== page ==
A large-scale, longitudinal study on mental health in children published in Science Report found children’s already severe mental health symptoms before the pandemic improved during the COVID-19 crisis—this could offer some insight into the slight drop in diagnoses over five years.

#5. Oppositional defiant disorders

Illustration by Joel Daniel // Sandstone Care

– Teens diagnosed: 34,798 (3.7% of all diagnoses)

– Five-year change: -2.1 percentage points

Oppositional defiant disorders exist on the same spectrum of behavioral disorders as conduct disorders and can be a precursor to CD. ODD symptoms may present more mildly than CD, with an angry or irritable mood or with argumentative, defiant, or vindictive behavior. ODD symptoms are temperamental, and behavior can depend on the setting or a reaction to one authority figure, operating like a switch, vacillating from fine to angry.

A 2022 study published in the Journal of Child Psychology and Psychiatry looking at screen time use and behavior conditions in children aged 9 to 11 found a link between screen times of over an average of four hours a day and a 49% higher prevalence of ODD. Jason Nagata, the study’s lead author, said this could be attributed to the lack of sleep, exercise, and social connections from watching movies and playing video games.

ODD behaviors in adolescents dropped more significantly compared to younger children during the pandemic, according to 2021 research published in the European Journal of Psychotraumatology. This trend is partially due to the sustained impacts of psychotherapy treatment conducted before COVID-19. Prolonged health service interruptions and less time in the classroom where ODD can present may also have impacted the prevalence of diagnoses during the pandemic.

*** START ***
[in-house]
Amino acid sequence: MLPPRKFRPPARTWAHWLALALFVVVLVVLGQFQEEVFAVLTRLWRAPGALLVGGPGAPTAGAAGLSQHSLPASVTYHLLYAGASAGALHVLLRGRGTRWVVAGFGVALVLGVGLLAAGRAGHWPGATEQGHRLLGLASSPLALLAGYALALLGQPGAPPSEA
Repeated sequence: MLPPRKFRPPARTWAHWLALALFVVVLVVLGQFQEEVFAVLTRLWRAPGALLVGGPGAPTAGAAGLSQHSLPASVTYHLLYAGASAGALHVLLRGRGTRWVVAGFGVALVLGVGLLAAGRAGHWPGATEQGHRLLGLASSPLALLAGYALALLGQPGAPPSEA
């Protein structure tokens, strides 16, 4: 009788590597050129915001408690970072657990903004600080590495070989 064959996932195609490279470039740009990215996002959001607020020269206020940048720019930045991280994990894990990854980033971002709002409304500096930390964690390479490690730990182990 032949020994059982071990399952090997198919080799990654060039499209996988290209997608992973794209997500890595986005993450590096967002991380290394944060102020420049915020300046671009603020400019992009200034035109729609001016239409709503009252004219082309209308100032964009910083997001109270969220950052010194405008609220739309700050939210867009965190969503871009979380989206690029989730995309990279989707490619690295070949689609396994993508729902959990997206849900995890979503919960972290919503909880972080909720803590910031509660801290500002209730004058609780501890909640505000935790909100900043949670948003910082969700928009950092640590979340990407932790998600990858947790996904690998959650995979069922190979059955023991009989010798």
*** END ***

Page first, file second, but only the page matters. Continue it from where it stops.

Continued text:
#4. Anxiety

Illustration by Joel Daniel // Sandstone Care

– Teens diagnosed: 126,693 (13.4% of all diagnoses)

– Five-year change: 4.5 percentage points

Anxiety is among the chief concerns of the U.S. surgeon general, who called youth mental health an “urgent public health crisis” in an advisory report in 2021.

Symptoms of anxiety look different for teenagers than they do for younger children, according to the Child Mind Institute. Teens feel more intense pressure and worry about performing “their absolute best” at school, CMI clinical psychologist Jerry Bubrick said. Teens may be highly anxious and vigilant about how others perceive them, which can manifest in debilitating social anxiety. They can also experience great distress about developing before or after their peers.

Experts hypothesize a rise in anxiety diagnoses due to the toll social media can take on self-esteem, increased pressure to excel in school, and an increasingly uncertain world. Thinking about issues in the news, like climate change, causes 37% of teens to feel anxious or even afraid, according to a 2022 EdWeek Research Center survey.

The World Health Organization reported in 2022 that the COVID-19 pandemic led to a significant rise in anxiety and depression worldwide. Youth showed a disproportionate risk of suicide and self-harm.

#3. ADHD

Illustration by Joel Daniel // Sandstone Care

– Teens diagnosed: 135,601 (14.4% of all diagnoses)

– Five-year change: -1.5 percentage points

People with attention-deficit/hyperactivity disorder have a chronic brain condition that disrupts the ability to manage emotions, thoughts, and actions—resulting in symptoms like inattention, hyperactivity, and impulsivity. CDC data shows children assigned male at birth are diagnosed more than double than children assigned female at birth. Children AMAB present more obvious hyperactive tendencies than children AFAB, leading to historical over-representation in studies.

Teens with ADHD are generally less hyperactive than children with the condition. Yet, greater pressures in high school can make academics, relationships with peers, emotional regulation, driving, and risky behaviors like early cigarette, alcohol, and drug use a concern for teens with ADHD.